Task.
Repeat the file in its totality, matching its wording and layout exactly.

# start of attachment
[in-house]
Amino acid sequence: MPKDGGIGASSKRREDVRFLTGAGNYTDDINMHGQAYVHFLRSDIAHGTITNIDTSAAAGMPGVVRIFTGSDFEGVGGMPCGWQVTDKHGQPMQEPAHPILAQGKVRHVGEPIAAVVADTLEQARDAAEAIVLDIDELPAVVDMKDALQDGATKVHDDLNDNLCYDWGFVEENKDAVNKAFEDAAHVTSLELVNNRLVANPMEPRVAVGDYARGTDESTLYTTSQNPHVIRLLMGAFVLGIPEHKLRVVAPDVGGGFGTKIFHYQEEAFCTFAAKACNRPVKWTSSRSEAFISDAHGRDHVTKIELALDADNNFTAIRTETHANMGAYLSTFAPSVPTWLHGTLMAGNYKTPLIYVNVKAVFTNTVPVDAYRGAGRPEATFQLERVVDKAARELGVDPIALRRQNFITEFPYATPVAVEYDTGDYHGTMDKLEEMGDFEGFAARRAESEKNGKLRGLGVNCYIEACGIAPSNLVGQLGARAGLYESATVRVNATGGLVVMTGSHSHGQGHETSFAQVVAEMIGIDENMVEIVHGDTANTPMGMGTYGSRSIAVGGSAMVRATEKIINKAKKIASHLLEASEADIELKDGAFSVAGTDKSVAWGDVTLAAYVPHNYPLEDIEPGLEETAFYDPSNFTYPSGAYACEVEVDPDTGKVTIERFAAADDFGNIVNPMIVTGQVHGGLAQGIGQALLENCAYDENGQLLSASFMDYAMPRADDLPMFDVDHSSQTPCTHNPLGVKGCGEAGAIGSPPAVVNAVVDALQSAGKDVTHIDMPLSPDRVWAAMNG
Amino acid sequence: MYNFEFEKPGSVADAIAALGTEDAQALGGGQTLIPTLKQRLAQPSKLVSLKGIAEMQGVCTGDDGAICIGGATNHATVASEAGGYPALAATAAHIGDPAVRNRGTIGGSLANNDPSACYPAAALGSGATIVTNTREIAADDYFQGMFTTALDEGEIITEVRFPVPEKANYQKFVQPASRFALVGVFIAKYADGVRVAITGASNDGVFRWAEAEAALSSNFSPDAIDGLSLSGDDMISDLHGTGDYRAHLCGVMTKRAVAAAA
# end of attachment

[in-house]
Amino acid sequence: MPKDGGIGASSKRREDVRFLTGAGNYTDDINMHGQAYVHFLRSDIAHGTITNIDTSAAAGMPGVVRIFTGSDFEGVGGMPCGWQVTDKHGQPMQEPAHPILAQGKVRHVGEPIAAVVADTLEQARDAAEAIVLDIDELPAVVDMKDALQDGATKVHDDLNDNLCYDWGFVEENKDAVNKAFEDAAHVTSLELVNNRLVANPMEPRVAVGDYARGTDESTLYTTSQNPHVIRLLMGAFVLGIPEHKLRVVAPDVGGGFGTKIFHYQEEAFCTFAAKACNRPVKWTSSRSEAFISDAHGRDHVTKIELALDADNNFTAIRTETHANMGAYLSTFAPSVPTWLHGTLMAGNYKTPLIYVNVKAVFTNTVPVDAYRGAGRPEATFQLERVVDKAARELGVDPIALRRQNFITEFPYATPVAVEYDTGDYHGTMDKLEEMGDFEGFAARRAESEKNGKLRGLGVNCYIEACGIAPSNLVGQLGARAGLYESATVRVNATGGLVVMTGSHSHGQGHETSFAQVVAEMIGIDENMVEIVHGDTANTPMGMGTYGSRSIAVGGSAMVRATEKIINKAKKIASHLLEASEADIELKDGAFSVAGTDKSVAWGDVTLAAYVPHNYPLEDIEPGLEETAFYDPSNFTYPSGAYACEVEVDPDTGKVTIERFAAADDFGNIVNPMIVTGQVHGGLAQGIGQALLENCAYDENGQLLSASFMDYAMPRADDLPMFDVDHSSQTPCTHNPLGVKGCGEAGAIGSPPAVVNAVVDALQSAGKDVTHIDMPLSPDRVWAAMNG
Amino acid sequence: MYNFEFEKPGSVADAIAALGTEDAQALGGGQTLIPTLKQRLAQPSKLVSLKGIAEMQGVCTGDDGAICIGGATNHATVASEAGGYPALAATAAHIGDPAVRNRGTIGGSLANNDPSACYPAAALGSGATIVTNTREIAADDYFQGMFTTALDEGEIITEVRFPVPEKANYQKFVQPASRFALVGVFIAKYADGVRVAITGASNDGVFRWAEAEAALSSNFSPDAIDGLSLSGDDMISDLHGTGDYRAHLCGVMTKRAVAAAA